Paper published in Brain research
Computational modelling paper (looking at stimulus-specific adaptation) written by SCANDLE researcher Robert Mill and colleagues from Plymouth, published in Brain Research
Robert Mill, post-doctoral researcher on the SCANDLE project, has published, along with his fellow colleagues from Plymouth University (Martin Coath, Thomas Wennekers & Sue Denham), a paper in the journal Brain Research.
Entitled 'Characterising stimulus-specific adaptation using a multi-layer field model' the article analyses a neural field model of stimulus-specific adaptation (SSA). SSA is a process whereby neurons adapt to common stimuli but otherwise remain sensitive to other, rare stimuli, and has been proposed as a low-level substrate for abstract pattern processing. SSA is generally investigated using ‘oddball sequences’ of tones, in which one frequency is common, the other rare.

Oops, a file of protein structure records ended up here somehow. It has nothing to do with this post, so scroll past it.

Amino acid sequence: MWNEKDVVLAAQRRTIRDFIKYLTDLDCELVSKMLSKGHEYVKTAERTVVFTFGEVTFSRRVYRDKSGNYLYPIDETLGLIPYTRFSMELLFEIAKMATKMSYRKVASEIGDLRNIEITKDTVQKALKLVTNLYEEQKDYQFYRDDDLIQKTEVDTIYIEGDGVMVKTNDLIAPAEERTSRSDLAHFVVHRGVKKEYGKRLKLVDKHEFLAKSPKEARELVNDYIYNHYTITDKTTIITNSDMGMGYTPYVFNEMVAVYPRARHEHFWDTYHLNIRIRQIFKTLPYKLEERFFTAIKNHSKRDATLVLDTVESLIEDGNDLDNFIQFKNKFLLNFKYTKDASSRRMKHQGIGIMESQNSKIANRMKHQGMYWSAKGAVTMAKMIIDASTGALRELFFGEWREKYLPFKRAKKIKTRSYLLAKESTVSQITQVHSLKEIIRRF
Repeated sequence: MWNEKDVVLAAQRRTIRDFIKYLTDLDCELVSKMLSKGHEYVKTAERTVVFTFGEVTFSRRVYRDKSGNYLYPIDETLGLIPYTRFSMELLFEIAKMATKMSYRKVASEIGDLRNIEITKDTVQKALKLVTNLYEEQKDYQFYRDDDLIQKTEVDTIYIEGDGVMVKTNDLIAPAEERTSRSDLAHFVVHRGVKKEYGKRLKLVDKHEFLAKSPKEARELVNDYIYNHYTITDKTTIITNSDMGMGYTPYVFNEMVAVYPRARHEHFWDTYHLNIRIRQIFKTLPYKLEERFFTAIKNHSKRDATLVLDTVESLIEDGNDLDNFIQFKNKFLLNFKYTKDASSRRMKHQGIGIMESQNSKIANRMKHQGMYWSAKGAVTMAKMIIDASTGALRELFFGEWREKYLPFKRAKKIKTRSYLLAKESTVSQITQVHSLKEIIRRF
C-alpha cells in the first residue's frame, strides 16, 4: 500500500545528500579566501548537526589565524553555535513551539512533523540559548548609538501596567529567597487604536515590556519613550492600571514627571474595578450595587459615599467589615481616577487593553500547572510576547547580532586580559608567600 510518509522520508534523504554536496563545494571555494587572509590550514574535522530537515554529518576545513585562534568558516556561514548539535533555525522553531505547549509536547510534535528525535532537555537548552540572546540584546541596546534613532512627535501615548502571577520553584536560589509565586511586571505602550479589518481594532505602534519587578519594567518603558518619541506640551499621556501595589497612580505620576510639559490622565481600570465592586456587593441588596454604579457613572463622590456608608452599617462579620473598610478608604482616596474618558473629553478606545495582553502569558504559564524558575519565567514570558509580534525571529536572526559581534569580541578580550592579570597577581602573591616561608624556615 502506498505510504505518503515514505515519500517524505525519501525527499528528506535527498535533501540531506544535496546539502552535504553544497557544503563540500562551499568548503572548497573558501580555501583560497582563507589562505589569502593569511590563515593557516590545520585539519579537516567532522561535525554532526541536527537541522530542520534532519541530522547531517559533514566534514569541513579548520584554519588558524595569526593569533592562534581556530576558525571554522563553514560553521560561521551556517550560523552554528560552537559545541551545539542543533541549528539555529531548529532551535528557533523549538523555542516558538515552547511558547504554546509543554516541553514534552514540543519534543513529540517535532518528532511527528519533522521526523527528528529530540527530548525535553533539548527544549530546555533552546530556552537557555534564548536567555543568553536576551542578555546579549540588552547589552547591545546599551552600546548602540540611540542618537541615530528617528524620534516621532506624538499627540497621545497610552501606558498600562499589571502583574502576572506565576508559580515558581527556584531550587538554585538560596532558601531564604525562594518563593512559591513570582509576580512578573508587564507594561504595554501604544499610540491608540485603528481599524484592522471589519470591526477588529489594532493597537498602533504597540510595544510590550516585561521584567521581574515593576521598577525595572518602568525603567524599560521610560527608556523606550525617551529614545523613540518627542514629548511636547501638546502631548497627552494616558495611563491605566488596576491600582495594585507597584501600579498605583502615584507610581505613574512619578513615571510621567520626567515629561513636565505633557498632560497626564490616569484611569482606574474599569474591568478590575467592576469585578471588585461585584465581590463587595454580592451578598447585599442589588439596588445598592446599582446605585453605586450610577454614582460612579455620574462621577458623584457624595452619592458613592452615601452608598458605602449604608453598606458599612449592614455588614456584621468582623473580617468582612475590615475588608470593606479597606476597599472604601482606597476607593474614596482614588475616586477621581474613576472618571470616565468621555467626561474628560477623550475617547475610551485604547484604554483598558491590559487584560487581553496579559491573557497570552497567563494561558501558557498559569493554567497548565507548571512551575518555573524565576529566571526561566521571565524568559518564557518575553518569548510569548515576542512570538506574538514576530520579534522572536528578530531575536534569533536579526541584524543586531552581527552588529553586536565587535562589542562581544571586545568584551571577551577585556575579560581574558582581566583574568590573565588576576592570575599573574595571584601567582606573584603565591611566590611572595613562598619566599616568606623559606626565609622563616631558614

The model consists of an input and output layer which are connected via depressing synapses and SSA is generated by synapses associated with localised inputs undergoing depression due to repeated presentations of a stimulus. A network of integrate-and-fire neurons would require numerical integration over long periods of time to generate results. Field models offer an advantage in that they can provide immediate and analytical solution for given input sequences. The paper discusses two possible solutions: a convolution of two closed-form expressions and Gaussian curve approximations, and comments on the output of the model with relation to published physiological data.